(2x + 50)/(7x + 90) = 40/100

(2x + 50)/(7x + 90) = 2/5

5(2x + 50) = 2(7x + 90)

10x + 250 = 14x + 180

70 = 4x

x = 17.5

So, we need 7(17.5) = 122.5 gallons of A.

_________________

# Jeffrey Miller

Jeff@TargetTestPrep.com
122 Reviews

5-star rated online GMAT quant
self study course

See why Target Test Prep is the top rated GMAT quant course on GMAT Club. Read Our Reviews

If you find one of my posts helpful, please take a moment to click on the "Kudos" button.

Intern
Joined: 12 Jan 2018
Posts: 5
Two mixtures A and B contain milk and water in the ratios  [#permalink]

### Show Tags

12 Jun 2018, 02:44
1
Hi,
I solved this in 15 seconds by just seeing that 122,5 is the only number that yields a "comfortable" terminating decimal (17,5) when divided by 7 (taking the ratio of 2:5). The other answers are also terminating decimals but in these type of GMAT questions they usually do not make you calculate with numbers that have more then 3 decimals.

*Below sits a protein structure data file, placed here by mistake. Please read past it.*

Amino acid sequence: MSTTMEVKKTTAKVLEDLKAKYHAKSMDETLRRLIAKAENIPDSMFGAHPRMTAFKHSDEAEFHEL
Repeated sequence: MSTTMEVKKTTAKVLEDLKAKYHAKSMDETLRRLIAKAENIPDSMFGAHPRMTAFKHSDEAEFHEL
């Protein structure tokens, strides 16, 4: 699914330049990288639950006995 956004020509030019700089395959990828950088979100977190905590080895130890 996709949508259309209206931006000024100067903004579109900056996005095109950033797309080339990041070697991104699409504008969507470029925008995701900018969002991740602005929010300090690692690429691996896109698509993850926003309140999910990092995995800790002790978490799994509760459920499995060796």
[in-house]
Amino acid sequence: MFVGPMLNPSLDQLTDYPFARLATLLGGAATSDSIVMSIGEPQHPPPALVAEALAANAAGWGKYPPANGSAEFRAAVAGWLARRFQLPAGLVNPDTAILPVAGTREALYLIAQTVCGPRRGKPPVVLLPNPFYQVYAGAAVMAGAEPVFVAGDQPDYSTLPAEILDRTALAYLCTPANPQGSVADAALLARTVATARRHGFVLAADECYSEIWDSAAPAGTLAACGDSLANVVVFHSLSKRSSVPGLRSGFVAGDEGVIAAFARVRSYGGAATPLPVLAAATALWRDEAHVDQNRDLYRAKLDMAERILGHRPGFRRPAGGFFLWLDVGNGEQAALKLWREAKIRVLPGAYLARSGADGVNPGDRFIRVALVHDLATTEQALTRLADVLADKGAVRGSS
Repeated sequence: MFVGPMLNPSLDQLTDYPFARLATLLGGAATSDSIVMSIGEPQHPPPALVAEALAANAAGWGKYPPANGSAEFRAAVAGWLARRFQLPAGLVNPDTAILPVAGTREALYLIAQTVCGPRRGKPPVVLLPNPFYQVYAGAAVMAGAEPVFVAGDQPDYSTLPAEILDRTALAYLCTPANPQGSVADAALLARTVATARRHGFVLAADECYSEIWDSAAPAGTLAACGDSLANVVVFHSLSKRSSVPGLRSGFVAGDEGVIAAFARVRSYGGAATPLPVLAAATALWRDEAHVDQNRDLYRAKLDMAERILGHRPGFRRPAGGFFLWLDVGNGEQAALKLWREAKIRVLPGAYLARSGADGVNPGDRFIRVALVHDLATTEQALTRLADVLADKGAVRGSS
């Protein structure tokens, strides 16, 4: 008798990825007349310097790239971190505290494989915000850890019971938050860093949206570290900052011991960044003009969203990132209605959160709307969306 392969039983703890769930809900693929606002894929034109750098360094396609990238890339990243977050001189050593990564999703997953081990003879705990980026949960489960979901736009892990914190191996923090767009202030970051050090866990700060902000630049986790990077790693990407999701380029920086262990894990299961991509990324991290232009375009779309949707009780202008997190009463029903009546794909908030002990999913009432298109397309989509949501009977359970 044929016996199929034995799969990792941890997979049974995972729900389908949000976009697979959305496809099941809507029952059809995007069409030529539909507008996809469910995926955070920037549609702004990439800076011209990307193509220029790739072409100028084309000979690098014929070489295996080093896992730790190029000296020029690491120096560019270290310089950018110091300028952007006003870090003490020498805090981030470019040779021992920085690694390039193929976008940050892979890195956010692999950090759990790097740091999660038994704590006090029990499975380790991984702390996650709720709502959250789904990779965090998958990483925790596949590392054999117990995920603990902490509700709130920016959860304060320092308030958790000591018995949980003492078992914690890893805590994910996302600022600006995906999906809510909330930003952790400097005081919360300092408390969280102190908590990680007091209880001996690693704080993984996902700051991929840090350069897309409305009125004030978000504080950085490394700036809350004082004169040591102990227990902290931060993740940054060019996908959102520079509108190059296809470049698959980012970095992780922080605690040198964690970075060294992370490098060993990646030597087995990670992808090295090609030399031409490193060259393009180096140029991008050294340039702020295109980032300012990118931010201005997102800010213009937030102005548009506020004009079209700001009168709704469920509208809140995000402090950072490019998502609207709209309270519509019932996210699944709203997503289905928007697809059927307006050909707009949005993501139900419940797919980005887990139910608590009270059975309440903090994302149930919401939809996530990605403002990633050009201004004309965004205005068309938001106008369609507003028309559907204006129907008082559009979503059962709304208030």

Does that approach hold up in general? Bunuel VeritasPrepKarishma

Thanks a lot for the feedback!
Senior Manager
Joined: 04 Aug 2010
Posts: 462
Schools: Dartmouth College
Re: Two mixtures A and B contain milk and water in the ratios  [#permalink]

### Show Tags

12 Jun 2018, 05:57
bmwhype2 wrote:
Two mixtures A and B contain milk and water in the ratios 2:5 and 5:4 respectively. How many gallons of A must be mixed with 90 gallons of B so that the resultant mixture contains 40% milk?

A. 144
B. 122.5
C. 105.10
D. 72
E. 134

An alternate approach is to use ALLIGATION.
Alligation can be performed only with percentages or fractions.

Step 1: Convert the ratios to FRACTIONS.
A:
Since M:W = 2:5, and 2+5=7, $$\frac{Milk}{Total}$$ = $$\frac{2}{7}$$.
B:
Since M:W = 5:4, and 5+4=9, $$\frac{Milk}{Total}$$ = $$\frac{5}{9}$$.
Mixture:
$$\frac{Milk}{Total}$$= $$\frac{2}{5}$$.

Step 2: Put the fractions over a COMMON DENOMINATOR.

A = $$\frac{2}{7}$$ = $$\frac{(2*9*5)}{(7*9*5)}$$ = $$\frac{90}{315}$$.